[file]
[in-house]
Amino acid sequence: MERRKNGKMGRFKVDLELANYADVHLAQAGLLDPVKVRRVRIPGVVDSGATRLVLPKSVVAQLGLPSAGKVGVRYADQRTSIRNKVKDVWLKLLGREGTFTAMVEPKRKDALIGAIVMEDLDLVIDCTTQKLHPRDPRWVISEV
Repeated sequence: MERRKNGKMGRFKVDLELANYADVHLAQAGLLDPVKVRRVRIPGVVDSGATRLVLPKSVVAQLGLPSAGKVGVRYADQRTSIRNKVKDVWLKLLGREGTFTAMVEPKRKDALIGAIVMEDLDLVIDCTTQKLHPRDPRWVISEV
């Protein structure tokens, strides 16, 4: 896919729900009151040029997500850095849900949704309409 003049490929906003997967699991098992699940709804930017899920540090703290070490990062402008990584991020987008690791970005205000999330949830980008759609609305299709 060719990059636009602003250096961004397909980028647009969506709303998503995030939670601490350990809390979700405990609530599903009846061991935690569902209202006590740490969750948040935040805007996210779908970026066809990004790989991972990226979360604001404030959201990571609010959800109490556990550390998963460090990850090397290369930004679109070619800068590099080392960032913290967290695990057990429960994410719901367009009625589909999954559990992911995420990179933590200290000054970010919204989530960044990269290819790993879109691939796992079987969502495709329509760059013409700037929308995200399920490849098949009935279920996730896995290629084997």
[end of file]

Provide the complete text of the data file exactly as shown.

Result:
[in-house]
Amino acid sequence: MERRKNGKMGRFKVDLELANYADVHLAQAGLLDPVKVRRVRIPGVVDSGATRLVLPKSVVAQLGLPSAGKVGVRYADQRTSIRNKVKDVWLKLLGREGTFTAMVEPKRKDALIGAIVMEDLDLVIDCTTQKLHPRDPRWVISEV
Repeated sequence: MERRKNGKMGRFKVDLELANYADVHLAQAGLLDPVKVRRVRIPGVVDSGATRLVLPKSVVAQLGLPSAGKVGVRYADQRTSIRNKVKDVWLKLLGREGTFTAMVEPKRKDALIGAIVMEDLDLVIDCTTQKLHPRDPRWVISEV
């Protein structure tokens, strides 16, 4: 896919729900009151040029997500850095849900949704309409 003049490929906003997967699991098992699940709804930017899920540090703290070490990062402008990584991020987008690791970005205000999330949830980008759609609305299709 060719990059636009602003250096961004397909980028647009969506709303998503995030939670601490350990809390979700405990609530599903009846061991935690569902209202006590740490969750948040935040805007996210779908970026066809990004790989991972990226979360604001404030959201990571609010959800109490556990550390998963460090990850090397290369930004679109070619800068590099080392960032913290967290695990057990429960994410719901367009009625589909999954559990992911995420990179933590200290000054970010919204989530960044990269290819790993879109691939796992079987969502495709329509760059013409700037929308995200399920490849098949009935279920996730896995290629084997």